Depriming live primers

ronstone09

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Jan 21, 2010
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350
Location
portland, oregon
I made the mistake of seating some primers to deep. I have never deprimed live primers and want to know what the safe way to do this is. I actually did not realize you could actually seat primers to deep until now. Can you safely run them back through your sizing die or is there a better way to do this? Thanks for any info
ive done it many times, clean your primer catcher on your press then carefully punch them out just like a spent primer , no problem then reseat them !
 

JAM07Sport

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Aug 6, 2013
Messages
14
It could be the primers. I had used Remington 9.5m exclusively for large rifle magnums with no issue for years. I noticed Hogdon had the 7.5 listed on a load I was going to try. I picked up a brick and had 2 issues one they set deep in the pocket but not as bad as yours. 2nd issue 3 of them went off in my rcbs hand primer in the first 100 pack. After my ear stopped ringing I called Remington. They pretty much told me I did not know what I was doing. So after 27yrs of reloading and never having that happen. I am back to CCI, Federal and Winchester. I am not sure if Remington is having quality issues or what. But I pushed 950 CCI 450 the same night in the same tool in the same brass and not one of them went off.
 

okie man

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Dec 21, 2013
Messages
903
Why go through the danger and trouble too remove them? You gonna stick them back in ? How many out of how many cases turned out like that? Its just hornady 223 brass ! Not worth the effort ! Pretty obviously brass is junk. Pop them and send them back and get some brass with better quality!
 

J E Custom

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Jul 29, 2004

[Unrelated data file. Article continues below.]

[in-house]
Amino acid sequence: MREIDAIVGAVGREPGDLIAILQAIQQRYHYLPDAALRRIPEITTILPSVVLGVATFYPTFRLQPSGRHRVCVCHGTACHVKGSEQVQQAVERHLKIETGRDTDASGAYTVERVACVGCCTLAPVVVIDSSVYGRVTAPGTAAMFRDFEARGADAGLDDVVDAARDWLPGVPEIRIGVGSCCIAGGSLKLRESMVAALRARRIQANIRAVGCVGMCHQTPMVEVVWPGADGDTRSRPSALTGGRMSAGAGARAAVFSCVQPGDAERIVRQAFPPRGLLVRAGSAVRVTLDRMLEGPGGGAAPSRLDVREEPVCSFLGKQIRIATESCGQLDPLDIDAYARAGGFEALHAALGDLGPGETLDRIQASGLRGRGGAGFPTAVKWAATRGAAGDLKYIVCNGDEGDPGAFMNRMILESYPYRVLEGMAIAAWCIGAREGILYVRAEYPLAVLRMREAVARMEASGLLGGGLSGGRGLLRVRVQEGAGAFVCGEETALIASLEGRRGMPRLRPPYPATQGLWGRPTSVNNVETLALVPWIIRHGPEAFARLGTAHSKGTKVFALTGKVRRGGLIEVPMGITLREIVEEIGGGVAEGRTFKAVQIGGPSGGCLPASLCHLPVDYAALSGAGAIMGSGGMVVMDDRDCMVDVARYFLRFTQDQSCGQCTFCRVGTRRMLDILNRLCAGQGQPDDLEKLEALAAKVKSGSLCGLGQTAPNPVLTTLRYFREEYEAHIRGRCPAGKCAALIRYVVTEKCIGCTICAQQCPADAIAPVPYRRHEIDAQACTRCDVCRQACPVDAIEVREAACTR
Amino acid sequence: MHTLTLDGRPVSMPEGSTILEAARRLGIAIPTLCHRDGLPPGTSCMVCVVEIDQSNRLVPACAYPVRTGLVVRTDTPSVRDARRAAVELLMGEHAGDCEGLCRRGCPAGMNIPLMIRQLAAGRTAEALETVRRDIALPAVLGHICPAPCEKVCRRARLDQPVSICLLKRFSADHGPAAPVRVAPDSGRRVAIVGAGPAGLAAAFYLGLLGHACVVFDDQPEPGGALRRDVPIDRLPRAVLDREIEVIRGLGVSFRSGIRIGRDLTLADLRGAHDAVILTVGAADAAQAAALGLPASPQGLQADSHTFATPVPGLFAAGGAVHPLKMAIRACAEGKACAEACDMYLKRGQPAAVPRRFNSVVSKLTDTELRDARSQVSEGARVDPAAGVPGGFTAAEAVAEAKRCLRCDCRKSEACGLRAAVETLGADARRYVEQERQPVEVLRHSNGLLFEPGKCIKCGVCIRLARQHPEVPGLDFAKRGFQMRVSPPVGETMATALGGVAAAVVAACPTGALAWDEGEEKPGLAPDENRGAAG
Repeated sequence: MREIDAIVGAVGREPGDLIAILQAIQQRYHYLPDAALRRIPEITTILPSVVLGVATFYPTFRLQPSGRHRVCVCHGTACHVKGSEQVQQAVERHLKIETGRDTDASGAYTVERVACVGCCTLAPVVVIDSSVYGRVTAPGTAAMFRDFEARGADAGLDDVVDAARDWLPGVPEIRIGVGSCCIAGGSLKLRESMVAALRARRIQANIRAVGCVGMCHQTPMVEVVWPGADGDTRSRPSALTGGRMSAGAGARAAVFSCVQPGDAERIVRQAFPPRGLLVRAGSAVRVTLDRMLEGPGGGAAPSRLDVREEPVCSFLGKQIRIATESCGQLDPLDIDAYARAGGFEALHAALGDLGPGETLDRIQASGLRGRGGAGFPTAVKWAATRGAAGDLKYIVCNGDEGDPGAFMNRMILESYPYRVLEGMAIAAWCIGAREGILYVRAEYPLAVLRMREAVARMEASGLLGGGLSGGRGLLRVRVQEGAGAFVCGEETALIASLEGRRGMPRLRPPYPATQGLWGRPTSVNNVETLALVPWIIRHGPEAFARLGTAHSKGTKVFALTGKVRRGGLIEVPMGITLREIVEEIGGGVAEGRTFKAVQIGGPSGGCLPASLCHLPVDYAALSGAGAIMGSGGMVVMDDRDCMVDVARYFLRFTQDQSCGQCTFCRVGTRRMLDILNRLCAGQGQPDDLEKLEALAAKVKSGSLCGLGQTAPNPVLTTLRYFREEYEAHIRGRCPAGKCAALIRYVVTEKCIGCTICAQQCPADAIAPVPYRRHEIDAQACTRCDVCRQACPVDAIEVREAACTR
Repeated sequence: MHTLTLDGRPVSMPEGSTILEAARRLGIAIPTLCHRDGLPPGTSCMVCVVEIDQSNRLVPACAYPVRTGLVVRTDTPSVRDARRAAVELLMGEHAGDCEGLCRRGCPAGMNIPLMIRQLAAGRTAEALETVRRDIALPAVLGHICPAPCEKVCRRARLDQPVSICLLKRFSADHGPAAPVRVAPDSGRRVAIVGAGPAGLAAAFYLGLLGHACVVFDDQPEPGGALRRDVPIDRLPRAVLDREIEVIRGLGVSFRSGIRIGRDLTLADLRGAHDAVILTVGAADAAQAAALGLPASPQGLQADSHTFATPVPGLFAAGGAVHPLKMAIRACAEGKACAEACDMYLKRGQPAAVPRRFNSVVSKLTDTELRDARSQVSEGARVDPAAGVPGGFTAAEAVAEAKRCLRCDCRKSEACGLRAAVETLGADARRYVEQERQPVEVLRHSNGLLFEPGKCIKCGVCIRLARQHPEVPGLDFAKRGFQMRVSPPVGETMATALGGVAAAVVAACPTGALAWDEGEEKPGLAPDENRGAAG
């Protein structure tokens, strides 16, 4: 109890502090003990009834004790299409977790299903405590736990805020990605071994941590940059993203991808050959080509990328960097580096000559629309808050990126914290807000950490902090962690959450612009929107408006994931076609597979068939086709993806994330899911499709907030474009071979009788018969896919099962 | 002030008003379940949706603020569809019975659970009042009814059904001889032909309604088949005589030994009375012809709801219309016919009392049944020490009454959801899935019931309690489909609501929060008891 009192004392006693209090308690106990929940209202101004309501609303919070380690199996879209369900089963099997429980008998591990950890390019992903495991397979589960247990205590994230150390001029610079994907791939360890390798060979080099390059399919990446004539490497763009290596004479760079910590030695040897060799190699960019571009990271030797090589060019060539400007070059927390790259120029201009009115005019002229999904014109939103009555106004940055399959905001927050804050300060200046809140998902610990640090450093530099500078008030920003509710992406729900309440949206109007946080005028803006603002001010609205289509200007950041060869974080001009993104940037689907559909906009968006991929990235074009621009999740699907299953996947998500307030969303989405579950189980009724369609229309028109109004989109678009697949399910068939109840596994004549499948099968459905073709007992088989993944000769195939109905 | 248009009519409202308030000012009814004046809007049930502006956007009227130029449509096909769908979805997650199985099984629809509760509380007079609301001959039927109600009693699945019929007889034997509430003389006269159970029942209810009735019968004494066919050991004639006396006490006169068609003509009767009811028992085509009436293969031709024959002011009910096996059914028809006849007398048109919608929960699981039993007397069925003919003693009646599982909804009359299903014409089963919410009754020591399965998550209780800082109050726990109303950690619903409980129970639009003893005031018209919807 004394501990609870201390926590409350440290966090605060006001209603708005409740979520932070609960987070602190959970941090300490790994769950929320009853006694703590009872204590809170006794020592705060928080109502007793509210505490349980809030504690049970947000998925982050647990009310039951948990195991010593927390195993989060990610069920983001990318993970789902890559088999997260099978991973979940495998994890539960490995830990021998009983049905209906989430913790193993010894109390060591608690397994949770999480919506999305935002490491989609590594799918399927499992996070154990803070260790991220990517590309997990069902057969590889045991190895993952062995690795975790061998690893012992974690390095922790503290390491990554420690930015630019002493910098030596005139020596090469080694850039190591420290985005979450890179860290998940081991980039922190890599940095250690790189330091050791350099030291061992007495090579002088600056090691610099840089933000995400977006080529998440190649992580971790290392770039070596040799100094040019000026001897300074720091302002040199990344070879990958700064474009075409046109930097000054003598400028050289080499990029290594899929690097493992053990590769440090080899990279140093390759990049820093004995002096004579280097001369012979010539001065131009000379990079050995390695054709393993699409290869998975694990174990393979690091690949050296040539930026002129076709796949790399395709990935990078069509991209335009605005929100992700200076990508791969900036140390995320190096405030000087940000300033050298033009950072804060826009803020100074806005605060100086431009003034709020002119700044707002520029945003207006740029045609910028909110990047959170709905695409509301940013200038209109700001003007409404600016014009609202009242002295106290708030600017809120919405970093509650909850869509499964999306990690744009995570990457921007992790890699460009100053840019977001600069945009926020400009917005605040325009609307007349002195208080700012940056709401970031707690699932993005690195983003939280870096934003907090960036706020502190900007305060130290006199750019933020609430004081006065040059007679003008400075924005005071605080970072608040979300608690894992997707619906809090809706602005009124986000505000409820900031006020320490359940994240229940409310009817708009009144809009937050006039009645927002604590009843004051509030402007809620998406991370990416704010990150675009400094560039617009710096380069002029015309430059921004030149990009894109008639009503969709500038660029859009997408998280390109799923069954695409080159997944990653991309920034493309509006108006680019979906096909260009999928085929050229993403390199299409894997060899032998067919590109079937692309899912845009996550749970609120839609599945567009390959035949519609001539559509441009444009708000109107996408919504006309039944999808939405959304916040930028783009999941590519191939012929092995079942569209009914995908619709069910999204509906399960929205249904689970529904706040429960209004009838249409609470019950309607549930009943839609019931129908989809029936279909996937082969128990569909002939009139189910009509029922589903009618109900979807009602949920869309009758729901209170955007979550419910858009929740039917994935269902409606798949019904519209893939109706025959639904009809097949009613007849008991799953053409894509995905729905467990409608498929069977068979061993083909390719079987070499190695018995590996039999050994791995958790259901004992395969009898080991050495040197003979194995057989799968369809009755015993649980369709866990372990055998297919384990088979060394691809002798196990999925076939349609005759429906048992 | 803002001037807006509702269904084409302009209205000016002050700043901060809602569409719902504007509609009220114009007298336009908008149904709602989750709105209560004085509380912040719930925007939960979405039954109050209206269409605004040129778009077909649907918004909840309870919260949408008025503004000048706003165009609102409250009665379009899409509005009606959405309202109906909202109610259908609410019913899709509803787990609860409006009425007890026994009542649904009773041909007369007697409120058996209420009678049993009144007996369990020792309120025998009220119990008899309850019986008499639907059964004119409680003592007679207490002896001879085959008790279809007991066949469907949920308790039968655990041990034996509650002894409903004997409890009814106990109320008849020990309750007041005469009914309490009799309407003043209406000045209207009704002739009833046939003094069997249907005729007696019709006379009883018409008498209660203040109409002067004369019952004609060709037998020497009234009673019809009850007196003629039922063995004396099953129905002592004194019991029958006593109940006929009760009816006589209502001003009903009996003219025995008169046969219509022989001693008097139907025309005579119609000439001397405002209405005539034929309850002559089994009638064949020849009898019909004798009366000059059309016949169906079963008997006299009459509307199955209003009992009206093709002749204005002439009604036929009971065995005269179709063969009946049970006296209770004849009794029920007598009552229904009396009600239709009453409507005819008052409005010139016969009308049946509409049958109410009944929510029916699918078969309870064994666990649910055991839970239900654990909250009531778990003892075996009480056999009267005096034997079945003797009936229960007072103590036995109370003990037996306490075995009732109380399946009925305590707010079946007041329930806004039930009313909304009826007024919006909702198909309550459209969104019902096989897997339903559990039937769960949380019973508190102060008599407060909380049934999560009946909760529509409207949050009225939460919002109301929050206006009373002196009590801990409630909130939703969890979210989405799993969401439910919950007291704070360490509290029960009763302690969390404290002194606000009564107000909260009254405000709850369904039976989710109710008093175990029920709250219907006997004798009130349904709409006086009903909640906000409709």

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10,720
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Texas
The reason I recommend extending the primer de-caper pin is to avoid the pressure that the primer can produce and direct the gasses downward in a safe direction. I have been loading over 50 years and have never had a primer go off during de-capping and don't want the first time. they are strong enough to jam a bullet in the rifling and I have removed these from barrels that were lacking a powder charge so I know how hard they can jam the bullet when everything is sealed by the case.

I don't know if it could damage the press or injure the re-loader but again I don't want to find out. I have seen and heard about it happening and the results were not good, so better safe than sorry. I personally don't like spraying anything in the case that might contaminate powder later even if it is solvent cleaned, so I take special care when de-capping primers.

Just Me

J E CUSTOM
 

Capt Kurt

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Joined
Sep 10, 2009
Messages
32
I made the mistake of seating some primers to deep. I have never deprimed live primers and want to know what the safe way to do this is. I actually did not realize you could actually seat primers to deep until now. Can you safely run them back through your sizing die or is there a better way to do this? Thanks for any info